Monday, 22 October 2012
An Enemy of the People, Schaubühne Berlin, Oct 21, 2012 *****
By Henrik Ibsen, Schaubühne Berlin
Playhouse, Arts Centre Melbourne, October 21 to 27, 2012
Reviewer: Kate Herbert
Stars:*****Published in Herald Sun online Tues Oct 23, 2012 and in print on Wed Oct 24.
Stefan Stern in An Enemy of the People
AN INCONVENIENT TRUTH SETS OFF A SOCIAL AND POLITICAL TIME-BOMB in Ibsen’s An Enemy of the People, and Thomas Ostermeier’s production fires it directly into our contemporary world where it sits ticking ominously as we wait for it to explode.
Dr. Thomas Stockmann (Stefan Stern) is a whistleblower with none of the protections of the Whistleblowers’ Act and he faces ruination when he suspects, then proves, that the water supply to his town’s new Health Spa is contaminated by upstream pollution and is making patients ill.
Naively, Thomas thinks that the Town Council and his brother, Peter (Ingo Hülsmann), the Mayor, will be grateful and act immediately to repair the damage. Wrong!
Reparation, Thomas is told, is prohibitively expensive and will ruin the town’s economy, so his proof is discredited or ignored, Thomas is ridiculed and abused, supporters threatened or bribed, and Peter will not tolerate his reputation being tarnished by his foolhardy, ‘irresponsible’ brother.
Ostermeier argues Ibsen’s case with vigour and courage so effectively that one wants to boo and cheer – and he provides an opportunity in a participatory town meeting where audience members vehemently argue the case on microphones from the auditorium.
This is an inspired interpretation of Ibsen’s explosive play with committed, credible performances from a masterly cast, acerbic and satirical humour and accessible, relevant political commentary.
Tell a lie and build an entire campaign on it – that’s what Peter does. Sound familiar?
But do we, and Thomas, only want transparency and maintain the high moral ground when we have no financial, vested interest? Thomas is finally confronted with an unexpected choice – and we are left wondering what he will choose.
Ostermeier’s production is riveting and lucid, illuminating the issues in Ibsen’s 19th century Scandinavian play and catapulting them forward in time to address modern themes including the environmental sustainability, global financial crisis and social disintegration.
Ostermeier balances comedy with drama, the personal with the political, comfortable domestic scenes with prickly arguments then risky audience participation.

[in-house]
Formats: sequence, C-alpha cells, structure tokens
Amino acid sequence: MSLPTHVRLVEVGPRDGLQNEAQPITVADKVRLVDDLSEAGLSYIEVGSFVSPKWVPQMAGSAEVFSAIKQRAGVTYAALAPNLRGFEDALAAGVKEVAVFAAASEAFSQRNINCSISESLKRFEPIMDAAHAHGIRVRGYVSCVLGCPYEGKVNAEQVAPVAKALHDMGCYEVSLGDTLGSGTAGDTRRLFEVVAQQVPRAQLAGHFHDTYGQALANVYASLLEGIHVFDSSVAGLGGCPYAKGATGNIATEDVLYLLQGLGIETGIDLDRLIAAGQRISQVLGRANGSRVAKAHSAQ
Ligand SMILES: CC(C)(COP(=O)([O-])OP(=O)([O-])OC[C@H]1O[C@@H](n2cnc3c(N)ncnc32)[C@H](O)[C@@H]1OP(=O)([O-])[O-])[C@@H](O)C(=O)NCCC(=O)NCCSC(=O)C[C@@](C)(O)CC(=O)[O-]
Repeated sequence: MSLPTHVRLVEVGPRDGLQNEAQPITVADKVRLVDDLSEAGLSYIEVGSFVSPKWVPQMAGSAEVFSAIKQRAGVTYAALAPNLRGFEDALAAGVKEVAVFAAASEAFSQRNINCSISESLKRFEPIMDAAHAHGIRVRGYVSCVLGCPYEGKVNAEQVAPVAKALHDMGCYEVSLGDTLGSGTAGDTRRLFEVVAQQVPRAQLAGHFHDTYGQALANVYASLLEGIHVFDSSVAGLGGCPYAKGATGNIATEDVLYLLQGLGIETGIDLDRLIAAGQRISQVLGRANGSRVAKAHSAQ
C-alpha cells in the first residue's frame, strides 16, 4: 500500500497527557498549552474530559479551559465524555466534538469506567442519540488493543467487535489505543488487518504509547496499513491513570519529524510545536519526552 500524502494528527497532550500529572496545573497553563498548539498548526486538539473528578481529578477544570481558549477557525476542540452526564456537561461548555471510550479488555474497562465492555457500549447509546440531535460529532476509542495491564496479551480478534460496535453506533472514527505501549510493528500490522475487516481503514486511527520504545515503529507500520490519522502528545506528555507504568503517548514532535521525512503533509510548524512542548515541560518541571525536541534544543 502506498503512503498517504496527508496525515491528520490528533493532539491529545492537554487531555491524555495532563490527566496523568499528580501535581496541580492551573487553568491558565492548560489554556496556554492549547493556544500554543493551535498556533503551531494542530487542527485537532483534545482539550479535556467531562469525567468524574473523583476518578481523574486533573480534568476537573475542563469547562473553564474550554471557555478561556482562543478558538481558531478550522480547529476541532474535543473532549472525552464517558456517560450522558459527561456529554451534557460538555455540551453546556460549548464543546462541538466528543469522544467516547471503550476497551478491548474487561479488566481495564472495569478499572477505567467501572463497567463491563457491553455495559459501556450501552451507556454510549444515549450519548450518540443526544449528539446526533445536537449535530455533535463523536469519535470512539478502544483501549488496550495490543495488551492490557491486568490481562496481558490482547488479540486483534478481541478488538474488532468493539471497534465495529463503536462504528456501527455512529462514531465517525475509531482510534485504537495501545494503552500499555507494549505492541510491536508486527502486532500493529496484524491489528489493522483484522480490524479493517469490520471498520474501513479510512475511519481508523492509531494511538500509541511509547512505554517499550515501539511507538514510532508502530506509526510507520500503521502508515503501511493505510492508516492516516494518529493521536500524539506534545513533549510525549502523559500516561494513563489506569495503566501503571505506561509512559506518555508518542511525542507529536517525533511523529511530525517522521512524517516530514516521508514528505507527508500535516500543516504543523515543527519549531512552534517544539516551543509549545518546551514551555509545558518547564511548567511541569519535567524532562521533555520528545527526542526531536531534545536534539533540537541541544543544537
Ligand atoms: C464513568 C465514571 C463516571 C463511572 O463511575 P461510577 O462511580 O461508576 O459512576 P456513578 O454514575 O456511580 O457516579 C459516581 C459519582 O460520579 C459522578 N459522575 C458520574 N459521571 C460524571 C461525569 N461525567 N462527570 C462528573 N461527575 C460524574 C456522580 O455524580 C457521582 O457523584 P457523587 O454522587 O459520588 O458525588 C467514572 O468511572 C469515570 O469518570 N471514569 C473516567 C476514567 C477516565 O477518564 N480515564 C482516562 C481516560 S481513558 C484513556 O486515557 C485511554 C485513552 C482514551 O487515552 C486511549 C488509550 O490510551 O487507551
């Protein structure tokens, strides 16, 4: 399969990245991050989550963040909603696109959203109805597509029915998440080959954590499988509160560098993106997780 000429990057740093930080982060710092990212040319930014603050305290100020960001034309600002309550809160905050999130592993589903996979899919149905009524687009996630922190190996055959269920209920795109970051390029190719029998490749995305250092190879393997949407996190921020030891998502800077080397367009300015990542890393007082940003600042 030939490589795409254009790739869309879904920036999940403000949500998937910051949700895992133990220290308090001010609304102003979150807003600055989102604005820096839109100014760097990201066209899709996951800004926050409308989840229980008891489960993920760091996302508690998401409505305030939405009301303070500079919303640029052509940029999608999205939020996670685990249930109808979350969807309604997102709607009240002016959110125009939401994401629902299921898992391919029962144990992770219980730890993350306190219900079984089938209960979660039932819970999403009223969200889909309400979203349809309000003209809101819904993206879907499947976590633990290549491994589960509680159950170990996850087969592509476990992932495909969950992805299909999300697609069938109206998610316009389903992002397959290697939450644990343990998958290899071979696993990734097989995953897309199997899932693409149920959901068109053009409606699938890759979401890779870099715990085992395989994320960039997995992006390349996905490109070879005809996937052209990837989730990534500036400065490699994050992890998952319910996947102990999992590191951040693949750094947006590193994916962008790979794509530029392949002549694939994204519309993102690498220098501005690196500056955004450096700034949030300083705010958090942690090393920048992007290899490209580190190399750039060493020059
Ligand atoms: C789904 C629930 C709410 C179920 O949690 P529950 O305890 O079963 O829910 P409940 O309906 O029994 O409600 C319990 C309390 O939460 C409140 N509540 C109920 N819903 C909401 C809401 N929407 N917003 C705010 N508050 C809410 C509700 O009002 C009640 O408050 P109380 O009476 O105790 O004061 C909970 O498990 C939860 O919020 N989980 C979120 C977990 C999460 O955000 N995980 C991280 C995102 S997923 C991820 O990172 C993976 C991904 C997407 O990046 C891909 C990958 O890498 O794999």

He incorporate delicious moments of invention as lines of dialogue and moments between characters delight and surprise us with their subtext or unexpected interpretations that resonate with our modern context.
Stern is a sympathetic everyman as Thomas, playing him with naïvete and awkward charm that evolves into impotent rage as he is ostracised for attacking not simply the spa, but also social norms and power structures.
As Peter, Hülsmann is cool, dapper, articulate and maddeningly manipulative, generating heat as he massages the truth into something that resembles policy.
David Ruland is wonderfully beige as local bureaucrat and newspaper editor, Aslaksen, whose modus operandi is appeasement while Christoph Gawenda is the perfect journalistic opportunist looking for a story to make his career.
Moritz Gottwald, who also provides music on guitar, invigorates the role of Billing, another ambitious newspaperman, playing him as a twitchy, young man looking for the next lefty issue to protest.
Eva Meckbach is funky and modern as Thomas’s young wife and Ostermeier inserts some unsettling subtext about her fidelity. As her father, Morten Kiil, Thomas Bading is louche and conniving as he slopes silently around the stage with his German Shepherd in tow.
Jan Pappelbaum’s design cunningly uses blackboard walls that are scribbled and sketched on to create furniture and slogans, locations, stage directions and titles for scenes.
Live, modern music is skilfully integrated into the play; in the opening scenes, Thomas and friends sing and play David Bowie’s Ch-ch-changes and other pop songs.
Ibsen was controversial in his time and this production delivers a volatile adaptation that will trigger heated conversation in the car on the way home – and later.
By Kate Herbert
Director, Thomas Ostermeier
Adaptation & Dramaturgy, Florian Borchmeyer
Stage Design, Jan Pappelbaum
Music, Malte Beckenbach, Daniel Freitag
Lighting, Erich Schneider
Costume, Nina Wetzel
Paintings, Katharina Ziemke
Stefan Stern, Ingo Hülsmann, Eva Mendeck, Christoph Gawenda, David Rutland, Moritz Gottwald, Thomas Bading